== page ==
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In Michigan, Sanders' Upset Win Follows Focus on Bank Bailouts, Darfur Echo

By Matthew Russell Lee

PRIMARY-LAND, March 8 -- With his back to the wall after losses in Southern primaries, Bernie Sanders scored an upset win in the Michigan primary on March 8.

  It came after Sanders grew less reticent in linking front-runner Hillary Clinton with the deregulation of banks and the bailouts that followed, increasingly demanding that Clinton release the transcripts of paid speeches she gave at Goldman Sachs and elsewhere.

  While most of Sanders' program is understandably domestic, it is noted that in 2006 he was a co-sponsor of a consensus resolution supporting a peacekeeping mission in Darfur. (Sanders' views of the UNAMID mission under Herve Ladsous covering up mass rapes in Tabit, for example, are not yet known.)
  Hillary Clinton, with her stint as US Secretary of State, has a more extensive foreign policy record, as reflected in the released email Inner City Press reviewed, in mid-February 2016, here.

  Back on January 17, the Iran deal's Implementation Day, and mutual freeing of detainees including Jason Rezaian with the United States, inevitably came up in the Democratic Party debate in South Carolina, albeit late in the proceedings.

  Hillary Clinton took credit for the sanctions on Iran and called this merely one good day in 36 years. She cited what she called Iran's “bad behavior” in Yemen -- with no mention of airstrikes including on Doctors Without Borders facitilities by the Saudi-led, US-supported Coalition.

   Bernie Sanders cited Goldman Sachs a half dozen times, asking why its executives are not in jail while people caught with marijuana are; he pledged if President not to name a Treasury Secretary from Goldman Sachs, which would be a change. (Click here for Inner City Press' work on Goldman Sachs including a FOIA response showing the Federal Reserve's solicitude for Goldman, offering merger advice and pre-approval on the weekend.)

  Martin O'Malley, who has since dropped out, late in the debate brought up the mis-treatment of Puerto Rico; earlier in the campaign he wrote an op-ed about the UN's impunity for bringing cholera to Haiti. The UN barely comes up in these debates, but they will have an effect on UN Secretariat. It is, however, Obama who will have the US' veto during the selection of the Next SG in 2016. Watch this site.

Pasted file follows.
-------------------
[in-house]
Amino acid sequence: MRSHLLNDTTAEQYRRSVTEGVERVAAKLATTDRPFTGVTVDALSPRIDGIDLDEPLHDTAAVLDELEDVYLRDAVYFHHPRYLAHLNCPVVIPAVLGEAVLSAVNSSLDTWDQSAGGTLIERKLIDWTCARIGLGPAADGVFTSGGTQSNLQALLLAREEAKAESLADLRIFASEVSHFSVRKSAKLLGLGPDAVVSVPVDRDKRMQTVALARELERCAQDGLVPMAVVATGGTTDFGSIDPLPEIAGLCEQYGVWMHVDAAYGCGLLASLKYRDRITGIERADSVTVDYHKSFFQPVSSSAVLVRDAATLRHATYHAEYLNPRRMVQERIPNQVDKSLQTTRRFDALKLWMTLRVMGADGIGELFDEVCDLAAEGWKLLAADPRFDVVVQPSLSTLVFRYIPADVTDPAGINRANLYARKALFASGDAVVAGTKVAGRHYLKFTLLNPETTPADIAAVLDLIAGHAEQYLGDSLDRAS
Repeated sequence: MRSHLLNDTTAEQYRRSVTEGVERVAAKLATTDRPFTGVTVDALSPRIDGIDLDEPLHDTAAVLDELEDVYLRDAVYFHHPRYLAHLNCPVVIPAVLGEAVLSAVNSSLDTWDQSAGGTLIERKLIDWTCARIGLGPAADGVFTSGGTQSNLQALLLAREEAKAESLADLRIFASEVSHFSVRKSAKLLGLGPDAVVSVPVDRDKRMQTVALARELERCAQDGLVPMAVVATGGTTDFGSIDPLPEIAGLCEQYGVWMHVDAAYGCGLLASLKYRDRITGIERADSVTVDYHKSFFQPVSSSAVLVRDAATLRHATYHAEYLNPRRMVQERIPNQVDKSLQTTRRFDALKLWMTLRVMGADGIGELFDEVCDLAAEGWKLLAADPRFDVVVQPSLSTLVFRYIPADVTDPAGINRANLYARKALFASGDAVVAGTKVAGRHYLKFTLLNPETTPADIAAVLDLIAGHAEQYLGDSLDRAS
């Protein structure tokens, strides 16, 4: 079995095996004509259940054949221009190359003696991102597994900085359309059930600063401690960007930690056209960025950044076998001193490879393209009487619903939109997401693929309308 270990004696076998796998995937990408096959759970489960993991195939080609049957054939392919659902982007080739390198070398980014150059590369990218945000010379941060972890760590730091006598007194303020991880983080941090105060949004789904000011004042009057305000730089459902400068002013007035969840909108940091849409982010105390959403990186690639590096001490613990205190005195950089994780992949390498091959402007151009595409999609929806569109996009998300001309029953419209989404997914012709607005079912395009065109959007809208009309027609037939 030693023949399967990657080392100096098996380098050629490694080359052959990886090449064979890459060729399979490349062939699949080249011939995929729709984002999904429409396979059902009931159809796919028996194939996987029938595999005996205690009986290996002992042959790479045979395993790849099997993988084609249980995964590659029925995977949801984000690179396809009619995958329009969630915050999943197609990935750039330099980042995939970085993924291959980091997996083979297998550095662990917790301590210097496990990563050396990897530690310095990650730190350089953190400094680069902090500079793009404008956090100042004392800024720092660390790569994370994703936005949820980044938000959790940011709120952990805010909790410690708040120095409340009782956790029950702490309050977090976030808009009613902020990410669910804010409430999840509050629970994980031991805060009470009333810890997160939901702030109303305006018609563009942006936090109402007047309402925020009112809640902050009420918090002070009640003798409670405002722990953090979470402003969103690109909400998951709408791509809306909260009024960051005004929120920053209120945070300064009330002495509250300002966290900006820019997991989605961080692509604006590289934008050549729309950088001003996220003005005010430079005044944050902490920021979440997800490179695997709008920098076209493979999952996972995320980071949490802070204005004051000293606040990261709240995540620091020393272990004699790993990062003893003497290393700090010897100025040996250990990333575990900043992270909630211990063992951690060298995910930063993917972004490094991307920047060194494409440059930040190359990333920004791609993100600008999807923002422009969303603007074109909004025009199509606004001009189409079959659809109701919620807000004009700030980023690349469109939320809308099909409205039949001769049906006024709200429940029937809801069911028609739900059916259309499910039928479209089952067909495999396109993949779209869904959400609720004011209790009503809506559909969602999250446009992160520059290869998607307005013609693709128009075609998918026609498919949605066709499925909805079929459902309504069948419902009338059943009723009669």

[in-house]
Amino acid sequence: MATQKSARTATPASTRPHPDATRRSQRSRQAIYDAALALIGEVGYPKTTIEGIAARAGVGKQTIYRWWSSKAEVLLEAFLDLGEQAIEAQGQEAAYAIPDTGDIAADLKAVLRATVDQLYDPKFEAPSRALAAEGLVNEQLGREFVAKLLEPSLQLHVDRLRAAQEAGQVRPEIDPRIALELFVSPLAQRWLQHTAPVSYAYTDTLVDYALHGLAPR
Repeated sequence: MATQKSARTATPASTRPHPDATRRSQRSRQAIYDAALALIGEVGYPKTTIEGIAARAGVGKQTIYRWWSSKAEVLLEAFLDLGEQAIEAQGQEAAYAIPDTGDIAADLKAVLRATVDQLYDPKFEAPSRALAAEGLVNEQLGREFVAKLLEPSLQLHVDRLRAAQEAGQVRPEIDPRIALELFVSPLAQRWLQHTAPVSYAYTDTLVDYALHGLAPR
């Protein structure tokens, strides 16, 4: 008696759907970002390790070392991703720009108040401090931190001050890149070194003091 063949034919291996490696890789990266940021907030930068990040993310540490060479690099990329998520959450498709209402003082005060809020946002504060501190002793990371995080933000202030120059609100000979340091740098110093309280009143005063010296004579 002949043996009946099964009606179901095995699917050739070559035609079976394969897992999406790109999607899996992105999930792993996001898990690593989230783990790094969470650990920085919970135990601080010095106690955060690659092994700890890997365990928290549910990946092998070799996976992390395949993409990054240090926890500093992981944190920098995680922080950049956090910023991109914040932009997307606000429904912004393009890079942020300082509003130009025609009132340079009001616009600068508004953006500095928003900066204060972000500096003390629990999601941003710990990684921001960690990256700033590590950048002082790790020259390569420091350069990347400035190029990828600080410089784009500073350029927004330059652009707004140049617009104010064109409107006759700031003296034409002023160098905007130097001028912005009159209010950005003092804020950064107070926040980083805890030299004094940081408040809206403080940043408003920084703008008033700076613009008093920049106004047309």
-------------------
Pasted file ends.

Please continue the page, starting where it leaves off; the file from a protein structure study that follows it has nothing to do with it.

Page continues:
Back in December the Syria resolution adopted by the UN Security Council after the closed door sessions at the Lotte New York Palace on December 18 was widely described as weak or vague by diplomats at the UN.

  But at the December 19 Democratic Party debate in New Hampshire, Hillary Clinton repeatedly cited the resolution as a new beginning. Clinton took credit for the resolution, saying it grew out of her work in Geneva.

  Martin O'Malley, who earlier tried to sputter in to contrast Leahy to Bernie Sanders, said we should “spring-board” off the UN Security Council resolution.

  This stood in contrast to the near absence of the UN from the Republican debates. There was at least one echo: Bernie Sanders' questioning of regime change in Iraq, Libya and now attempted in Syria was similar to the positions of Rand Paul and some others on the Republican side. Sanders also called out Saudi Arabia for making war on Yemen instead of ISIS, and Qatar for its spending on the World Cup.

   O'Malley used the “G-word,” genocide, with regard to Chaldean Christian in Syria. Inner City Press wondered whether Africa, other than oblique references to Libya, would come up in the Democratic Party debate, much less Burundi. We're stilll waiting. Watch this site.

In the Lotte New York Palace Hotel on December 18, ministers Lavrov and Gentiloni, Fabius and Kerry passed through with entourages; UN Secretary General Ban Ki-moon left early typically without answering any questions. Hours later, the draft resolution was agreed to, then adopted 15-0 by the UN Security Council, here.

 The US day ended in a bilateral meeting between Iranian minister Zarif and John Kerry -- a photo spray was canceled -- and a low key meeting on Iraq and Turkey that we'll report on next. Now that the US has transcribed the climax of Kerry - Lavrov.

  That Kerry's spokesman John Kirby, who ran the press conference, gave the second question to the Washington Post, and the third to Russian media, was perhaps understandable. But the first question, Kirby set aside for “Al Arabiya.”  The question quickly turned into three, after being branded for “UNCA,” now the UN Corruption Association, a group which sold seats with UN Secretary General Ban Ki-moon for $6000 only earlier this week.